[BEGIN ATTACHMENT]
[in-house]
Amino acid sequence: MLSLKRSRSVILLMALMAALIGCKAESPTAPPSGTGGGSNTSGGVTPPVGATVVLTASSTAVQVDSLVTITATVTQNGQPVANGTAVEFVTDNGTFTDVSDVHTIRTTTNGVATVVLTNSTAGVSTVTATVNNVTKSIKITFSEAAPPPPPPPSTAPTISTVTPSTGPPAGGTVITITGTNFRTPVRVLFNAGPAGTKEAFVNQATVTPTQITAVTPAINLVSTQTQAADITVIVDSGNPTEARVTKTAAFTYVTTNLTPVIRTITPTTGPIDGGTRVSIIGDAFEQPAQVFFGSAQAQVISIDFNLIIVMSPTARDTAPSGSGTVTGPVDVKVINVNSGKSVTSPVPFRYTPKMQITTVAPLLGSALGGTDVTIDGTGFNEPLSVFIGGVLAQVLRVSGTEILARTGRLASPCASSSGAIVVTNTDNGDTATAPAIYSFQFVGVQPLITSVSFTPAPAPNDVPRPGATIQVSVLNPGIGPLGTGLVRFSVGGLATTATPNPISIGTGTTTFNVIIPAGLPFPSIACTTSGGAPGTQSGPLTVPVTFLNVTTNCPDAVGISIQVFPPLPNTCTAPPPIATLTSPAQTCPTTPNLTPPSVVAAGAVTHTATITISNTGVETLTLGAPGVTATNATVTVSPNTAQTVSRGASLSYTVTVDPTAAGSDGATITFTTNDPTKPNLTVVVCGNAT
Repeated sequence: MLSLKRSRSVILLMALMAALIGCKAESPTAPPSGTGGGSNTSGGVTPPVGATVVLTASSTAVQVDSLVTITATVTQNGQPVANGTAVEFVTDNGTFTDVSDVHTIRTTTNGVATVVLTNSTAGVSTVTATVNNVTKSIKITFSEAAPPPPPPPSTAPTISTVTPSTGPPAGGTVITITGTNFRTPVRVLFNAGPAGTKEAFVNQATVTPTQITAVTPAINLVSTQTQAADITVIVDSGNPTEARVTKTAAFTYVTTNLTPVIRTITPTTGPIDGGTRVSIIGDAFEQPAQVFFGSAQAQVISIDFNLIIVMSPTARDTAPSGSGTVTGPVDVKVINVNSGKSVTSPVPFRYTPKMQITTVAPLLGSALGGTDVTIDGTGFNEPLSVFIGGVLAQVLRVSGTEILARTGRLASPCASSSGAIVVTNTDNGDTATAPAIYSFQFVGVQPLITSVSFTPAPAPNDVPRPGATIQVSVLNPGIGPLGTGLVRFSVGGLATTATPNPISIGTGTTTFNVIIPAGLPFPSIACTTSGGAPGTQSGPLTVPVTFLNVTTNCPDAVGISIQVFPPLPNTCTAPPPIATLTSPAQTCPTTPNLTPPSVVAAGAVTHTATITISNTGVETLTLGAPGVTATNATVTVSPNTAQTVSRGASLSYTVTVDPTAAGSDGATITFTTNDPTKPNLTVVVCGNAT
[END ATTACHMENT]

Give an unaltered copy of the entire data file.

[in-house]
Amino acid sequence: MLSLKRSRSVILLMALMAALIGCKAESPTAPPSGTGGGSNTSGGVTPPVGATVVLTASSTAVQVDSLVTITATVTQNGQPVANGTAVEFVTDNGTFTDVSDVHTIRTTTNGVATVVLTNSTAGVSTVTATVNNVTKSIKITFSEAAPPPPPPPSTAPTISTVTPSTGPPAGGTVITITGTNFRTPVRVLFNAGPAGTKEAFVNQATVTPTQITAVTPAINLVSTQTQAADITVIVDSGNPTEARVTKTAAFTYVTTNLTPVIRTITPTTGPIDGGTRVSIIGDAFEQPAQVFFGSAQAQVISIDFNLIIVMSPTARDTAPSGSGTVTGPVDVKVINVNSGKSVTSPVPFRYTPKMQITTVAPLLGSALGGTDVTIDGTGFNEPLSVFIGGVLAQVLRVSGTEILARTGRLASPCASSSGAIVVTNTDNGDTATAPAIYSFQFVGVQPLITSVSFTPAPAPNDVPRPGATIQVSVLNPGIGPLGTGLVRFSVGGLATTATPNPISIGTGTTTFNVIIPAGLPFPSIACTTSGGAPGTQSGPLTVPVTFLNVTTNCPDAVGISIQVFPPLPNTCTAPPPIATLTSPAQTCPTTPNLTPPSVVAAGAVTHTATITISNTGVETLTLGAPGVTATNATVTVSPNTAQTVSRGASLSYTVTVDPTAAGSDGATITFTTNDPTKPNLTVVVCGNAT
Repeated sequence: MLSLKRSRSVILLMALMAALIGCKAESPTAPPSGTGGGSNTSGGVTPPVGATVVLTASSTAVQVDSLVTITATVTQNGQPVANGTAVEFVTDNGTFTDVSDVHTIRTTTNGVATVVLTNSTAGVSTVTATVNNVTKSIKITFSEAAPPPPPPPSTAPTISTVTPSTGPPAGGTVITITGTNFRTPVRVLFNAGPAGTKEAFVNQATVTPTQITAVTPAINLVSTQTQAADITVIVDSGNPTEARVTKTAAFTYVTTNLTPVIRTITPTTGPIDGGTRVSIIGDAFEQPAQVFFGSAQAQVISIDFNLIIVMSPTARDTAPSGSGTVTGPVDVKVINVNSGKSVTSPVPFRYTPKMQITTVAPLLGSALGGTDVTIDGTGFNEPLSVFIGGVLAQVLRVSGTEILARTGRLASPCASSSGAIVVTNTDNGDTATAPAIYSFQFVGVQPLITSVSFTPAPAPNDVPRPGATIQVSVLNPGIGPLGTGLVRFSVGGLATTATPNPISIGTGTTTFNVIIPAGLPFPSIACTTSGGAPGTQSGPLTVPVTFLNVTTNCPDAVGISIQVFPPLPNTCTAPPPIATLTSPAQTCPTTPNLTPPSVVAAGAVTHTATITISNTGVETLTLGAPGVTATNATVTVSPNTAQTVSRGASLSYTVTVDPTAAGSDGATITFTTNDPTKPNLTVVVCGNAT